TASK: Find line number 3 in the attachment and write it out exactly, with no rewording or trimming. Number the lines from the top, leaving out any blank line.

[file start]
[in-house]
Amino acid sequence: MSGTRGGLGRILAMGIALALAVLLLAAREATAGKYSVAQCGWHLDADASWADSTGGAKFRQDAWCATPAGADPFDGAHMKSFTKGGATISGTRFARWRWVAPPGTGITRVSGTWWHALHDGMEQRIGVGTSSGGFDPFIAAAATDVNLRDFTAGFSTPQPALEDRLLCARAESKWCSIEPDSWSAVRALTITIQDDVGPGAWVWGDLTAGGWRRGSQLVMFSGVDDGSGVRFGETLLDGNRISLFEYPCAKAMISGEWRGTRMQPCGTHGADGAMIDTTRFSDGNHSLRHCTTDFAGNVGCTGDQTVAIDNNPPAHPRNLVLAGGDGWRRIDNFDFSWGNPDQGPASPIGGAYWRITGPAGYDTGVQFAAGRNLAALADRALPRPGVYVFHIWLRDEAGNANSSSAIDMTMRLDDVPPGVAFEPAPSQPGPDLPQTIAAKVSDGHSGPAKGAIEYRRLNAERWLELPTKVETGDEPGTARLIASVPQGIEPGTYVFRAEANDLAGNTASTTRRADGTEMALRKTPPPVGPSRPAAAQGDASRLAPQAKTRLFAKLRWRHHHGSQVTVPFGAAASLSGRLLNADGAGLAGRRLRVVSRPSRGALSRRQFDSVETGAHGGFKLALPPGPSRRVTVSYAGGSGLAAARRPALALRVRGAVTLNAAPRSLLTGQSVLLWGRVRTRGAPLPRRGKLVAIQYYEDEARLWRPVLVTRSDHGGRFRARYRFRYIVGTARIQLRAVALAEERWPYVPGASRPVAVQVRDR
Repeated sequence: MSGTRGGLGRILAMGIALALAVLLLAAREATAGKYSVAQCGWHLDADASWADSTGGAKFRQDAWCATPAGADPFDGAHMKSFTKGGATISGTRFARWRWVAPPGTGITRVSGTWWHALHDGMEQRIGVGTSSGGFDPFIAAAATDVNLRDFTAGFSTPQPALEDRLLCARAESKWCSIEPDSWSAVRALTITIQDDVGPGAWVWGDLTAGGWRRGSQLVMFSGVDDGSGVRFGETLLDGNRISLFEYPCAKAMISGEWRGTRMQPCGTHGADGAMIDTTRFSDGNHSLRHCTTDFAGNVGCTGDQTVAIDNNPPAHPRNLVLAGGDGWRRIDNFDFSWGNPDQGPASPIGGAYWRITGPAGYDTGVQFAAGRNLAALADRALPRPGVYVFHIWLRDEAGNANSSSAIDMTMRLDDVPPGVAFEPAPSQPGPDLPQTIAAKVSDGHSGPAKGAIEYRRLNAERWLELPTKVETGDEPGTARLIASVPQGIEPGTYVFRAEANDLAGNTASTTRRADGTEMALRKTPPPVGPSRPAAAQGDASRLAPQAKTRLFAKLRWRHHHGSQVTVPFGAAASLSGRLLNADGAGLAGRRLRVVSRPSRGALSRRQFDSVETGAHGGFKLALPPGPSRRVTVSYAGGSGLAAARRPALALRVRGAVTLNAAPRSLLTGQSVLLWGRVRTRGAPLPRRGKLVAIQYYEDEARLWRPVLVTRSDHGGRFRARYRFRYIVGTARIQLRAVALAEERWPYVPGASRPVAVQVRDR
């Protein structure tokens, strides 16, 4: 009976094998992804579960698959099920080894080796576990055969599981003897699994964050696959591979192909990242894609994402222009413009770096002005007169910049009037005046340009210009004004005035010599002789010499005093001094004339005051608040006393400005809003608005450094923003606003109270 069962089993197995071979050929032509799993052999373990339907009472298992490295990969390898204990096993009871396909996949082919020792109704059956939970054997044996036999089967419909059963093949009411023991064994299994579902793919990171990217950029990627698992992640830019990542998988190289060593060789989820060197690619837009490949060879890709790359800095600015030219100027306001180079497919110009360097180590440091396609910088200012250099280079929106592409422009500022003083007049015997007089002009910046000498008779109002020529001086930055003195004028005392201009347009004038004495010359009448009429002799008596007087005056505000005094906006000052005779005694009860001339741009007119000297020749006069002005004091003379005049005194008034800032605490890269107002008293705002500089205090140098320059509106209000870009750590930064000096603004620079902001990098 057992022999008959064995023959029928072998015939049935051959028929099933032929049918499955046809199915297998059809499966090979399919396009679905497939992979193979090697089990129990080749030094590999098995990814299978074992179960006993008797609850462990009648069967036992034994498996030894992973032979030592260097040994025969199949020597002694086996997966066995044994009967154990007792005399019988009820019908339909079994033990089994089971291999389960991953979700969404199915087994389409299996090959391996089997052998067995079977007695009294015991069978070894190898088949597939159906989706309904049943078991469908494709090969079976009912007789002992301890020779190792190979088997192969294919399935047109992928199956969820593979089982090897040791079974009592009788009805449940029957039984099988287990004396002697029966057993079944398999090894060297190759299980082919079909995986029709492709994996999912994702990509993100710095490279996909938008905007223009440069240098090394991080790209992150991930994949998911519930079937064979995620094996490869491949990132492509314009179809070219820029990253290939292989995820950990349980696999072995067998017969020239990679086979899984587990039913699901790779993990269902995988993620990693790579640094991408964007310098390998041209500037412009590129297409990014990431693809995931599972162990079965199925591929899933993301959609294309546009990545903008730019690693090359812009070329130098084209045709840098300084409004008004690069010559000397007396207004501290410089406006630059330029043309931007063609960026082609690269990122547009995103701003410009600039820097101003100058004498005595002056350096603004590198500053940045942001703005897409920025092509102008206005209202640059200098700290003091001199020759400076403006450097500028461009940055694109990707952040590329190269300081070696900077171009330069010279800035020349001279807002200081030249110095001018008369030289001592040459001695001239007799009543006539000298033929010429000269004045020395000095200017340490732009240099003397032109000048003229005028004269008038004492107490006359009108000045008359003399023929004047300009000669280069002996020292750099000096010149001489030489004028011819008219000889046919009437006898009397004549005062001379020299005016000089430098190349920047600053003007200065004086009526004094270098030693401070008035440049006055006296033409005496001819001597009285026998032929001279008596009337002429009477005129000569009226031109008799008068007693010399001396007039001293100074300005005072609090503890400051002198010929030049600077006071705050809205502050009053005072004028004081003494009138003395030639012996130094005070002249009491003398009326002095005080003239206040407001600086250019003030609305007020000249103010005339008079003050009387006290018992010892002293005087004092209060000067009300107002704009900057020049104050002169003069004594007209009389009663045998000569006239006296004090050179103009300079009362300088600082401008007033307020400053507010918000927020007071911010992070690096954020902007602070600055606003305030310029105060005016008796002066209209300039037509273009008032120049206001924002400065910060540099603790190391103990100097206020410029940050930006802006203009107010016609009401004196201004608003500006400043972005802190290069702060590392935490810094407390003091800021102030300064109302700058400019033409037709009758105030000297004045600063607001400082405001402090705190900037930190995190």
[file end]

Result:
Repeated sequence: MSGTRGGLGRILAMGIALALAVLLLAAREATAGKYSVAQCGWHLDADASWADSTGGAKFRQDAWCATPAGADPFDGAHMKSFTKGGATISGTRFARWRWVAPPGTGITRVSGTWWHALHDGMEQRIGVGTSSGGFDPFIAAAATDVNLRDFTAGFSTPQPALEDRLLCARAESKWCSIEPDSWSAVRALTITIQDDVGPGAWVWGDLTAGGWRRGSQLVMFSGVDDGSGVRFGETLLDGNRISLFEYPCAKAMISGEWRGTRMQPCGTHGADGAMIDTTRFSDGNHSLRHCTTDFAGNVGCTGDQTVAIDNNPPAHPRNLVLAGGDGWRRIDNFDFSWGNPDQGPASPIGGAYWRITGPAGYDTGVQFAAGRNLAALADRALPRPGVYVFHIWLRDEAGNANSSSAIDMTMRLDDVPPGVAFEPAPSQPGPDLPQTIAAKVSDGHSGPAKGAIEYRRLNAERWLELPTKVETGDEPGTARLIASVPQGIEPGTYVFRAEANDLAGNTASTTRRADGTEMALRKTPPPVGPSRPAAAQGDASRLAPQAKTRLFAKLRWRHHHGSQVTVPFGAAASLSGRLLNADGAGLAGRRLRVVSRPSRGALSRRQFDSVETGAHGGFKLALPPGPSRRVTVSYAGGSGLAAARRPALALRVRGAVTLNAAPRSLLTGQSVLLWGRVRTRGAPLPRRGKLVAIQYYEDEARLWRPVLVTRSDHGGRFRARYRFRYIVGTARIQLRAVALAEERWPYVPGASRPVAVQVRDR